• I really liked how our first workshop, the lunch and learn, was directed by the audience instead of being a traditional “Climate Change 101” PowerPoint presentation. I think that this format allowed us all to learn a bit more about the different information or misinformation that is circulated among climate deniers.
  • Our second workshop was held days before the City shut down physical operations due to COVID-19. Many staff members, especially the City Manager, have provided reflections on how learning about vulnerability and social vulnerability as well as the compounding impacts of more than one hazard at a time helped prepare them for the current emergency we’re facing. Not only has this workshop provided scientific information about the risks to come, they also provided an important framework for a totally different type of emergency.


Hallandale Beach operates a Green Initiatives Program within its Department of Public Works to provide sustainability-related information and programs to residents and employees. Most of the City’s Green Initiatives work focuses on Water and Energy Conservation and Recycling. A main impetus for the water conservation focus includes the loss of 6 out of 8 of the City’s freshwater wells to saltwater intrusion in the past decade. In 2018, the City adopted the Sustainability Action Plan which includes short-term and long-term projects to help the City increase its sustainability and resiliency between now and 2040.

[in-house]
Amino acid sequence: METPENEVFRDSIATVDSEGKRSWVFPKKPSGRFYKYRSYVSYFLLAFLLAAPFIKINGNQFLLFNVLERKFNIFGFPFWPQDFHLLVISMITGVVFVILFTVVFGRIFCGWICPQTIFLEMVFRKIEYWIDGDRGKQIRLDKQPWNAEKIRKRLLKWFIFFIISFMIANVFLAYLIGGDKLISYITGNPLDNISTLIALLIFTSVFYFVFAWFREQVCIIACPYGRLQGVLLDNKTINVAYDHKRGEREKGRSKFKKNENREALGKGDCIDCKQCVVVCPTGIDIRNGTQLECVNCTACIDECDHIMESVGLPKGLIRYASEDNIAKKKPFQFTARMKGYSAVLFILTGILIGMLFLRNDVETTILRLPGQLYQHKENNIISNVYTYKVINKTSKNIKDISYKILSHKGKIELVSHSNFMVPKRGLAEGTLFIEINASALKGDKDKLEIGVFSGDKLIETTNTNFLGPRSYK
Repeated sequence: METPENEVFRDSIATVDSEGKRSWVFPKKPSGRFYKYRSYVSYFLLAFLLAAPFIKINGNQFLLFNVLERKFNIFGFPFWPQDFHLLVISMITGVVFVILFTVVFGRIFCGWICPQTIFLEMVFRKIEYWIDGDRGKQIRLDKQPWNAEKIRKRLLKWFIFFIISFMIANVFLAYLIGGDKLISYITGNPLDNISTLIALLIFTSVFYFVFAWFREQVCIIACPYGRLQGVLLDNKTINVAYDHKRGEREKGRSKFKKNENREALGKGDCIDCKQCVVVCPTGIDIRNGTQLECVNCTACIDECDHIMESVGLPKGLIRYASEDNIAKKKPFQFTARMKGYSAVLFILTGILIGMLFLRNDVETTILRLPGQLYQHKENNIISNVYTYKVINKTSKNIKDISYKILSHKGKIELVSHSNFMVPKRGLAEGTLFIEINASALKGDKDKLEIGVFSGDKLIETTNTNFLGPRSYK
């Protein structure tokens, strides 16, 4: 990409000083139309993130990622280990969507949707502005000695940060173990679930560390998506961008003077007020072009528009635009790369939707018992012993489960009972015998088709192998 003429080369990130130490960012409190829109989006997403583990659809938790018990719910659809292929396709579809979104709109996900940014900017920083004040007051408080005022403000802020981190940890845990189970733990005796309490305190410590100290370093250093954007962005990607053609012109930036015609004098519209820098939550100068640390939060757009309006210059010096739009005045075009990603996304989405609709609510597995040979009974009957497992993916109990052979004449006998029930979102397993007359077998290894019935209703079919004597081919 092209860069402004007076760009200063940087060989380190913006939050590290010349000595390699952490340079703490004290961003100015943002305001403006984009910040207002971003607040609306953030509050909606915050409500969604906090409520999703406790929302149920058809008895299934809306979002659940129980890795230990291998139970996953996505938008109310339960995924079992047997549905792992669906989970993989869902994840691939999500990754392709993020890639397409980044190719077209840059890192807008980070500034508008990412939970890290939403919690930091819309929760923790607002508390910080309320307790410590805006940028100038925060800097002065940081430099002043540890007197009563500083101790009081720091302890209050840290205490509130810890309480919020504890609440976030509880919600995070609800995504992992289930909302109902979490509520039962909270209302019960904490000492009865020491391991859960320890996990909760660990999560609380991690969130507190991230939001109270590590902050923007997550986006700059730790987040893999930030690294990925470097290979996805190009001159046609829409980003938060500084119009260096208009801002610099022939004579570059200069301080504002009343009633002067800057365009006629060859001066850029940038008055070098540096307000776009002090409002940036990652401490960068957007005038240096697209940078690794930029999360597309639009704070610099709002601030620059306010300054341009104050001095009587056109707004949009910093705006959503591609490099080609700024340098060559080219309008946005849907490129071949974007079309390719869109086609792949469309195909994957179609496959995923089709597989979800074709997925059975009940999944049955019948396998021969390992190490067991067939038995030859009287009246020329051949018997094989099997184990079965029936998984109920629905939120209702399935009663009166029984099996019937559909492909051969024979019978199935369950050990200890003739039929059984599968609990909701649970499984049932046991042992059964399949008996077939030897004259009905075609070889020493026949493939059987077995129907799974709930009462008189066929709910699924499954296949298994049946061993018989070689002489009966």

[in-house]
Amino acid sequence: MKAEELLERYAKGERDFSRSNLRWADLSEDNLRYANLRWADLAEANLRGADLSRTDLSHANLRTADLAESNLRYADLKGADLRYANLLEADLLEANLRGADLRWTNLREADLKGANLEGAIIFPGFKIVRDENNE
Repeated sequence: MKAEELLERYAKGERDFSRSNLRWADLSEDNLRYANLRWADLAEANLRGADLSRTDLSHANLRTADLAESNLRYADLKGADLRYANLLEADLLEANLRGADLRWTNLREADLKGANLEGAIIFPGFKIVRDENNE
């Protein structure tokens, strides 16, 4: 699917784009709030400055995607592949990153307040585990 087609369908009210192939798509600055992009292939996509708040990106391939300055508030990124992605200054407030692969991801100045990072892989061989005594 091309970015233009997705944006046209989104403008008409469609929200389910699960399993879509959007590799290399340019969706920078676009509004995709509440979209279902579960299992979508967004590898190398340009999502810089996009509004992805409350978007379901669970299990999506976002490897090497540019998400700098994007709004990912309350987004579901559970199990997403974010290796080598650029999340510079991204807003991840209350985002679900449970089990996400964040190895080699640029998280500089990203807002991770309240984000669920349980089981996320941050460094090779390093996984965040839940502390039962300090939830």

Recently, the City has begun to direct its attention to climate change and resilience. In 2011, Broward County conducted a vulnerability assessment of Hallandale Beach’s risks to one and two feet sea-level rise. In 2017, the City partnered with the South Florida Regional Planning Council to conduct a small scale vulnerability assessment which focused on potential compound flooding related to Category 1 storm surge and one and two feet of sea-level rise. Also in 2017 Hallandale Beach participated in the Resilience Dialogues  to discuss local risks from with sea level rise, how to communicate with and convey these risks to stakeholders, how to address beach erosion and saltwater intrusion, and how to finance future resiliency efforts. The City is awaiting notice of award for a Florida Department of Environmental Protection grant which will facilitate the City conducting an independent vulnerability assessment of climate hazards including changes in precipitation, a larger range of sea-level rise, and extreme heat.